By Jonathan Cheng
U.S. stocks inched higher Wednesday, one day after falling to a three-month low, as encouraging earnings from Cisco Systems lifted technology shares.
The Dow Jones Industrial Average gained nine points, or 0.1%, to 12765, one day after falling to its lowest level since late July. The Standard & Poor's 500-stock index tacked on three points, or 0.2%, to 1378, and the technology-heavy Nasdaq Composite rose 13 points, or 0.5%, to 2897.
The technology sector led the morning's gains, following the strong earnings report from Cisco, a Dow component. The network-equipment maker jumped 7.3% after its quarterly earnings and revenue exceeded analysts' expectations, helped by strength in its services business.
Rival Juniper Networks benefited, rallying 2.4%. In other tech gainers, Hewlett-Packard and Intel rose 1.1% and 0.8%, respectively. Telecommunications stocks were also strong. AT&T climbed 0.4%, and Verizon Communications added 0.7%.
Weighing on the downside were materials and utilities shares.
Overseas, European markets declined. The Stoxx Europe 600 eased 0.4%, and London's FTSE 100 gave up 0.6% after downbeat economic data from the euro-zone and the U.K.
Euro-zone industrial production for September fell 2.5%, the largest monthly decline since January 2009. In Portugal, economic growth fell 0.8% in the third quarter, its eighth-consecutive quarter of contraction, while Greece's third-quarter GDP fell 7.2% after contracting 6.3% in the second quarter.
The Bank of England said inflation rose an annual 2.7% in October, well above the target rate of 2%, prompting the central bank to freeze its bond-buying stimulus program in November.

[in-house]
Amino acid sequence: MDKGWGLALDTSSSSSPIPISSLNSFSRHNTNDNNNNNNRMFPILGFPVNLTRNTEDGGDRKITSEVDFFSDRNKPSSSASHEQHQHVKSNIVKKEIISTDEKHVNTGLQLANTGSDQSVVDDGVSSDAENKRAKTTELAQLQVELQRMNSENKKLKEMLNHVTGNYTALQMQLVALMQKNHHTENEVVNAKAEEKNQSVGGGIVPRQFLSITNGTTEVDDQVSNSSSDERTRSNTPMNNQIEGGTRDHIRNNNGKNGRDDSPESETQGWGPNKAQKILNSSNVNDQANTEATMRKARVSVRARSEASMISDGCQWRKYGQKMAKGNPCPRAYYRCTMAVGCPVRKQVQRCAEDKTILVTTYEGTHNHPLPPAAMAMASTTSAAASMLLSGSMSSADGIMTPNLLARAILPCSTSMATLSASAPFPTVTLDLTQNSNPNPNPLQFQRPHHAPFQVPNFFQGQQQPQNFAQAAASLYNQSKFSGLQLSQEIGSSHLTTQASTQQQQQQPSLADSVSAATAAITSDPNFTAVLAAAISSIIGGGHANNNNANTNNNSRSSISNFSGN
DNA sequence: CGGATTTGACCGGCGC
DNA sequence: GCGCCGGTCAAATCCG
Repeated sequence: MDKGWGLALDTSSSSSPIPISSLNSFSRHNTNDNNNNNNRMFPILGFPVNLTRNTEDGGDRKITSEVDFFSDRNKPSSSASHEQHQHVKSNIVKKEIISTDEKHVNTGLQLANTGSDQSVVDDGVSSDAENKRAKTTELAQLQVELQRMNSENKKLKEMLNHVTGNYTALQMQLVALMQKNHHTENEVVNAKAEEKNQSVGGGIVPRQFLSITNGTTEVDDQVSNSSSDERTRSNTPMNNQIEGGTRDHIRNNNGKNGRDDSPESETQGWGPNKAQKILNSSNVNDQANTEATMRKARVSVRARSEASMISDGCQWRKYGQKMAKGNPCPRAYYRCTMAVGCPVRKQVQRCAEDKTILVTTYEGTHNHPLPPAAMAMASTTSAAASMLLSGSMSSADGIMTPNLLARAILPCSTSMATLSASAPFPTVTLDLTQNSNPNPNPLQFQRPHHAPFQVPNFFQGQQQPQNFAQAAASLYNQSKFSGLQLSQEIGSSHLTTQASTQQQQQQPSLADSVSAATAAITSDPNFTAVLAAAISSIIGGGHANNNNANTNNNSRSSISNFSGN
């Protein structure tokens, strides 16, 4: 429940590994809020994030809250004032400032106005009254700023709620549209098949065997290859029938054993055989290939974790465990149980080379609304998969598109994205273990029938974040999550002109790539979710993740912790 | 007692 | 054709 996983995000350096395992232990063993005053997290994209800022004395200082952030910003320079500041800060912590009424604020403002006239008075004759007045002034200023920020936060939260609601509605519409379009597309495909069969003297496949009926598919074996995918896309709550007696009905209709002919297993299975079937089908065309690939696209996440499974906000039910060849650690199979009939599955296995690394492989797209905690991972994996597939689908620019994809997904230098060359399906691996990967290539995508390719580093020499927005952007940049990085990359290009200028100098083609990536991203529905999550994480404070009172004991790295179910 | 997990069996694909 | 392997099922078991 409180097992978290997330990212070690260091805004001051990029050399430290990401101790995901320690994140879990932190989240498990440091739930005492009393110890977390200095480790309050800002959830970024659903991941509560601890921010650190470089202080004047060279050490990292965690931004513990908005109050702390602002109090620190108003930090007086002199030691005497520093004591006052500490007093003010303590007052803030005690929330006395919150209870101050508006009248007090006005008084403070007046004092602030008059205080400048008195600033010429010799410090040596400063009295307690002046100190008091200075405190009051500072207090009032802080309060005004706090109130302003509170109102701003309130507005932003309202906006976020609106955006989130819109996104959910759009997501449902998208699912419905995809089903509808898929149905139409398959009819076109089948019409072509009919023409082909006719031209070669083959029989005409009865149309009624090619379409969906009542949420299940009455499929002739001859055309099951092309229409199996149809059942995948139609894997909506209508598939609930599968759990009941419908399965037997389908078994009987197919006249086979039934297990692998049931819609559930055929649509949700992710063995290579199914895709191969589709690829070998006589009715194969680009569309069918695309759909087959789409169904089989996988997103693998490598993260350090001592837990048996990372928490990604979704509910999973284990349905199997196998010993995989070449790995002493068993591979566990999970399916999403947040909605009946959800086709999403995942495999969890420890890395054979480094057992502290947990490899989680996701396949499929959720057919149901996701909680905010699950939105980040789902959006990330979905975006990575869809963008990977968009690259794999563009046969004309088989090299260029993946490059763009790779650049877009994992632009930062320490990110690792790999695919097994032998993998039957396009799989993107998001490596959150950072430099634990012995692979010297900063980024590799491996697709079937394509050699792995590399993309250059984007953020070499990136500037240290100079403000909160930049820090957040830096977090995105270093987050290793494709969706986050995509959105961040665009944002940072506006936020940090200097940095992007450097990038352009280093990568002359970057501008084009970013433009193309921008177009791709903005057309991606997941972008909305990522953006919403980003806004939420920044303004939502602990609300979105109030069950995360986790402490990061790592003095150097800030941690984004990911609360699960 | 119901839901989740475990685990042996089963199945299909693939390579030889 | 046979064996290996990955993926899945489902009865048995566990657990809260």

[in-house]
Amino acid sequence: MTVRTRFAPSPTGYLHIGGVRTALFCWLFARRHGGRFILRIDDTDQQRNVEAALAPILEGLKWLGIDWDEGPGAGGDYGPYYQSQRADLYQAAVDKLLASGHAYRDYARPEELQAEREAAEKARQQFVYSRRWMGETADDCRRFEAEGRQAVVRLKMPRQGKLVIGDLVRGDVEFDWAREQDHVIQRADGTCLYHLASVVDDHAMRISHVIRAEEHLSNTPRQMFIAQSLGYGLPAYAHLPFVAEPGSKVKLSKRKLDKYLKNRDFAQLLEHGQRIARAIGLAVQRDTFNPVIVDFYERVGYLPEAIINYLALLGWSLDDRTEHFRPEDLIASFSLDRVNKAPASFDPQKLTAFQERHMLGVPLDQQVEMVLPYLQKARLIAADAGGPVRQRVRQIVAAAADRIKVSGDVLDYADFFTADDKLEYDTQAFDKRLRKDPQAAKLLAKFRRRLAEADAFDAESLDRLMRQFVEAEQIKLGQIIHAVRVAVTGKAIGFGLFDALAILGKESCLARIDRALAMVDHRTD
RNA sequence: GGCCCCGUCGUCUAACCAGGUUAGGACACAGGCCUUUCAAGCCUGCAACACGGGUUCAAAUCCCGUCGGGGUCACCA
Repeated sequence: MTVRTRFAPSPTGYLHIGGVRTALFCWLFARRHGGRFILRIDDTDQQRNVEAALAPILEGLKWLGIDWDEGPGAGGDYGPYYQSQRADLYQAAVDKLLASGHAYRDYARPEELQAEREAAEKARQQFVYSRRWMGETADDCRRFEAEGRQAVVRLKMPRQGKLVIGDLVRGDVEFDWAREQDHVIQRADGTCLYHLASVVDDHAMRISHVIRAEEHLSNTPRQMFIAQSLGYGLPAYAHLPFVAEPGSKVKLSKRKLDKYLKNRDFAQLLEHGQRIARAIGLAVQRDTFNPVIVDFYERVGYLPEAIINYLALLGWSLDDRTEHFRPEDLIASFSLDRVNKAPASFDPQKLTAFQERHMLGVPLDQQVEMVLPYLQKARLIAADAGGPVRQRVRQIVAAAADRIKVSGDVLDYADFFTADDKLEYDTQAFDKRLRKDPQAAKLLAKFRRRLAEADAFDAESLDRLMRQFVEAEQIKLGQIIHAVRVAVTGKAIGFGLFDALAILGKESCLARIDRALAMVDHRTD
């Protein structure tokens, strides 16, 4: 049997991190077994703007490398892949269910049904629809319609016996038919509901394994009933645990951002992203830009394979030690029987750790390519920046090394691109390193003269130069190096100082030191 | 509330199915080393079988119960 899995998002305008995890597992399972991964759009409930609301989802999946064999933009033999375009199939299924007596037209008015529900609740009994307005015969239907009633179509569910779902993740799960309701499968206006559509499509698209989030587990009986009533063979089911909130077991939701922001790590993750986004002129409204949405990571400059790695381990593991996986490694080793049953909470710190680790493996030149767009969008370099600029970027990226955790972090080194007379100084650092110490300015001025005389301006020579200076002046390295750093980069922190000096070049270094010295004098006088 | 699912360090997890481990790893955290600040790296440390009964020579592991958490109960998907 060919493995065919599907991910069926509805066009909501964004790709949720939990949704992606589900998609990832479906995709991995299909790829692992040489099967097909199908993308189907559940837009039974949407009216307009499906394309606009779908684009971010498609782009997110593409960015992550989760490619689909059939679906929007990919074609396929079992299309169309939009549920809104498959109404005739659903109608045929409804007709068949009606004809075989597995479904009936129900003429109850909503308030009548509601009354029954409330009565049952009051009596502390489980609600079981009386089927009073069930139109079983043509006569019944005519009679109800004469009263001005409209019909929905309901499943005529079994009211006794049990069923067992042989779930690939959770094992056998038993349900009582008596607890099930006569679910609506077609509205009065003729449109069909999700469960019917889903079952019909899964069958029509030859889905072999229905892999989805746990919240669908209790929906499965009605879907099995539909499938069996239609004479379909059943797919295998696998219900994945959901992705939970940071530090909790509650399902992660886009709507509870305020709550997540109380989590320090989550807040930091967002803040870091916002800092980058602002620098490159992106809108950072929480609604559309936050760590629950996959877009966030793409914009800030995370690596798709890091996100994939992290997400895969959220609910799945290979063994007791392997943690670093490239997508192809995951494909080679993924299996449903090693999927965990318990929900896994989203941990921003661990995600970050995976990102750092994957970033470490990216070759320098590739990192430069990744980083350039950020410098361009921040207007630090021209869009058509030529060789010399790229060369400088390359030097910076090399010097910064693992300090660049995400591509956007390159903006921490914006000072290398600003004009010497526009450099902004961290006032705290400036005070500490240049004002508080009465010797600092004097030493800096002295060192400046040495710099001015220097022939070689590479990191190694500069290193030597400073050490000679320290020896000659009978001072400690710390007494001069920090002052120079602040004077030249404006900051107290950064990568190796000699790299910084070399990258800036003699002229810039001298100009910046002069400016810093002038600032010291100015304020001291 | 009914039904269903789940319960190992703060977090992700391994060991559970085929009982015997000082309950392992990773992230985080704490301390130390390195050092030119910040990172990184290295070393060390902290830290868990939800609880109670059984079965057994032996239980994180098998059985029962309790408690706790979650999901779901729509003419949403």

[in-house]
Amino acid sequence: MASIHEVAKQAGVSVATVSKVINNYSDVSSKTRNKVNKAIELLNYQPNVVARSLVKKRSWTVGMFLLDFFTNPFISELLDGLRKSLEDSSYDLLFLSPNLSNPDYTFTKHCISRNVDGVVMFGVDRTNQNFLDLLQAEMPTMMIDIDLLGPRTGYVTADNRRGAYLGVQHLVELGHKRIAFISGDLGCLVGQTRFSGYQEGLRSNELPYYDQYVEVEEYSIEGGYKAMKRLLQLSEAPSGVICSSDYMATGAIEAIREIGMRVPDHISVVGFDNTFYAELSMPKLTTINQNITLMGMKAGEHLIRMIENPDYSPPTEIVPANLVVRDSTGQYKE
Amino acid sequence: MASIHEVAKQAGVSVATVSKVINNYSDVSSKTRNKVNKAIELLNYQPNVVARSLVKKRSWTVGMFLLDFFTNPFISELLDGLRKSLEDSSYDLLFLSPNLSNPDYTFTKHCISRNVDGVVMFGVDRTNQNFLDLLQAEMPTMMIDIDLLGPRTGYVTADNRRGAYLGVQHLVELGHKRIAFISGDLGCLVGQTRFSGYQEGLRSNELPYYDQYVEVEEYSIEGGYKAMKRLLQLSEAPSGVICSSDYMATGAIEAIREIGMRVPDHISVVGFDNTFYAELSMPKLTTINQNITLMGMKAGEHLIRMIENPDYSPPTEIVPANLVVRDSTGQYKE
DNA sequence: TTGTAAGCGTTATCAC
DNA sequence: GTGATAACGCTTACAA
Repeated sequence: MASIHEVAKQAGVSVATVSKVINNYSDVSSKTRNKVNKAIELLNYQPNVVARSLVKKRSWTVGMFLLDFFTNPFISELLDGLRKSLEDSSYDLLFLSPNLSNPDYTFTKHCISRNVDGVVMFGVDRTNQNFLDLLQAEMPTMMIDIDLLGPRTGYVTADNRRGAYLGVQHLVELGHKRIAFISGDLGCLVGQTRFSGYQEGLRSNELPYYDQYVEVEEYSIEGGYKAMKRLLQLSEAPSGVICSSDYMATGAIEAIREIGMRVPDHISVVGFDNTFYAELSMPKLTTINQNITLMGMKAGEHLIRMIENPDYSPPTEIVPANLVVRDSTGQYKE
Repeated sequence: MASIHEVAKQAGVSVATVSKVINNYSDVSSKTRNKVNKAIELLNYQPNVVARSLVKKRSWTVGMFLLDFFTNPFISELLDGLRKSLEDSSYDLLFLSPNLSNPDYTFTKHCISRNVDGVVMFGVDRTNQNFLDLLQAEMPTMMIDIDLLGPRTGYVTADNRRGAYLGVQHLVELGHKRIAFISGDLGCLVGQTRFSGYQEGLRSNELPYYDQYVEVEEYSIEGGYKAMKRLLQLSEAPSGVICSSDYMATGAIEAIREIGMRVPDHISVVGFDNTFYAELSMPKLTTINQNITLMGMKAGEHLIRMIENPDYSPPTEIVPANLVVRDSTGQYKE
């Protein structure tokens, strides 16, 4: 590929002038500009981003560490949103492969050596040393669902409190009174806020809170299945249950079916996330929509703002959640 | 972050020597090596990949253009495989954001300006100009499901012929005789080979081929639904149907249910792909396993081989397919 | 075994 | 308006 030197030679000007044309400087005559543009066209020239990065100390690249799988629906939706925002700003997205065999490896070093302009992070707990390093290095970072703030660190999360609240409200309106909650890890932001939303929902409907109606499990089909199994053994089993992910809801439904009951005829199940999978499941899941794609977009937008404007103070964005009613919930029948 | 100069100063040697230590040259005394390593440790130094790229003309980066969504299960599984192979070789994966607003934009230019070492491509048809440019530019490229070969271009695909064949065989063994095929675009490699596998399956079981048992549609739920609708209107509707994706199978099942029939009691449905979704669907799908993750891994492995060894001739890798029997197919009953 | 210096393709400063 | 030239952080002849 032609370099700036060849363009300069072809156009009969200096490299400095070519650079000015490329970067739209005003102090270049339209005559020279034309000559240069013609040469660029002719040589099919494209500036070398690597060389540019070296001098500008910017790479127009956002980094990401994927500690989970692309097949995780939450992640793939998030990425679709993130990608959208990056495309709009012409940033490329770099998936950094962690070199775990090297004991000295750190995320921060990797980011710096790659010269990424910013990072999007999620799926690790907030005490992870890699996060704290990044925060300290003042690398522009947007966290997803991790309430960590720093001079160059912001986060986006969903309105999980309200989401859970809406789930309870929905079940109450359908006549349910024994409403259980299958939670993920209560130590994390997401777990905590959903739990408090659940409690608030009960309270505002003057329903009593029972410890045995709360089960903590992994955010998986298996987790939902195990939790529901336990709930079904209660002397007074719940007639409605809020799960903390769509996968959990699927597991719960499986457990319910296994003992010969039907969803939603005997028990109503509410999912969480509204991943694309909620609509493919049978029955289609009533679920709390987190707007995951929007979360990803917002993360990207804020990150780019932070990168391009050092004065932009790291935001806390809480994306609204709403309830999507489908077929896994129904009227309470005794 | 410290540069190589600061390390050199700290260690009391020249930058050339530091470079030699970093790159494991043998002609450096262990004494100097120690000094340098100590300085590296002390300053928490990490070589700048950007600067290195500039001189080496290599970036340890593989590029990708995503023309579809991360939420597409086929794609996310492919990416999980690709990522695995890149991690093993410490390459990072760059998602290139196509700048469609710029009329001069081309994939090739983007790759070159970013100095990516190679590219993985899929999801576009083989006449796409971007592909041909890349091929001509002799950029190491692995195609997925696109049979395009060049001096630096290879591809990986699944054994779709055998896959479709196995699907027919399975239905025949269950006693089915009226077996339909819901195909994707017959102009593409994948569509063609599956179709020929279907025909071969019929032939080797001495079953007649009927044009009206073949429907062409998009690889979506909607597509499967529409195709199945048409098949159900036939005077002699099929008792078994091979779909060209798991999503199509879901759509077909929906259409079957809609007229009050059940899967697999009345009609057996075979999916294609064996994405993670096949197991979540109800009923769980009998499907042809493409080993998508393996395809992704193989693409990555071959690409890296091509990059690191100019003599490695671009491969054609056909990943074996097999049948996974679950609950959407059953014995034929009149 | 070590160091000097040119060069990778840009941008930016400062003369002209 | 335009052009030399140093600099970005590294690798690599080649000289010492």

On the bright side, Italy auctioned off the maximum targeted amount of government bonds. Yields came in lower than at previous auctions.
Asian markets nudged higher, bouncing from a recent string of losses, with the conclusion of China's 18th Party Congress helping ease some investor uncertainty. Japan's Nikkei Stock Average inched up less than 0.1% to snap a seven-session losing streak, while China's Shanghai Composite rose 0.4%.
In U.S. economic headlines, retail sales dropped 0.3% in October as a result of the storm that hit much of the East Coast late that month. Economists had expected a 0.2% decline. Excluding autos, retail sales were flat, falling short of the 0.2% gain economists expected.
Wholesale prices fell 0.2% in October from the previous month, the first drop in five months. Economists had expected a 0.2% increase. So-called core prices, which exclude the volatile energy and food components, fell 0.2% in October, against expectations for a rise of 0.1%.
Business inventories in September, due out at 10 a.m., are expected to rise 0.6%.
Crude-oil futures eased to about $85.30 a barrel, while gold futures were roughly flat at about $1,725 an ounce. The dollar lost ground against the euro but rallied strongly against the yen. Treasurys eased, sending the yield on the benchmark 10-year note up to 1.62%.
In other corporate news, Abercrombie & Fitch shot up 29% after the teen-apparel retailer reported quarterly earnings and revenue that topped analysts' forecasts, boosted by strong international and direct-to-consumer sales growth. Its full-year earnings outlook was also well above current projections.
Abercrombie's strong report lifted other teen retailers. American Eagle Outfitters gained 1.9%, Urban Outfitters added 18%, and The Gap rose 2.6%.
Facebook soared 7.9% as investors positioned for the expiration of lockups that will make about 804 million shares available for trading Wednesday--nearly double the amount of the existing public float.
Zynga gained 4.3% after the social games maker said its chief financial officer, David Wehner, was leaving the company to pursue a senior finance position at Facebook. The company also affirmed its 2012 financial outlook.
Mosaic slumped 3.2% after the fertilizer company offered a less-upbeat outlook on sales volume and prices for the current quarter, citing a decline in international demand.
Staples climbed 3.7% after quarterly earnings at the retailer of office supplies came in better than expected. It said it expected full-year earnings to rise above year-ago levels, compared with current forecasts for a slight decline.
Iamgold declined 14% after the miner's quarterly earnings and revenue missed forecasts amid a decline in gold sales. The company lowered its capital-expenditure outlook for 2013 as a result of delayed approval of a sulphide project.
Write to Jonathan Cheng at firstname.lastname@example.org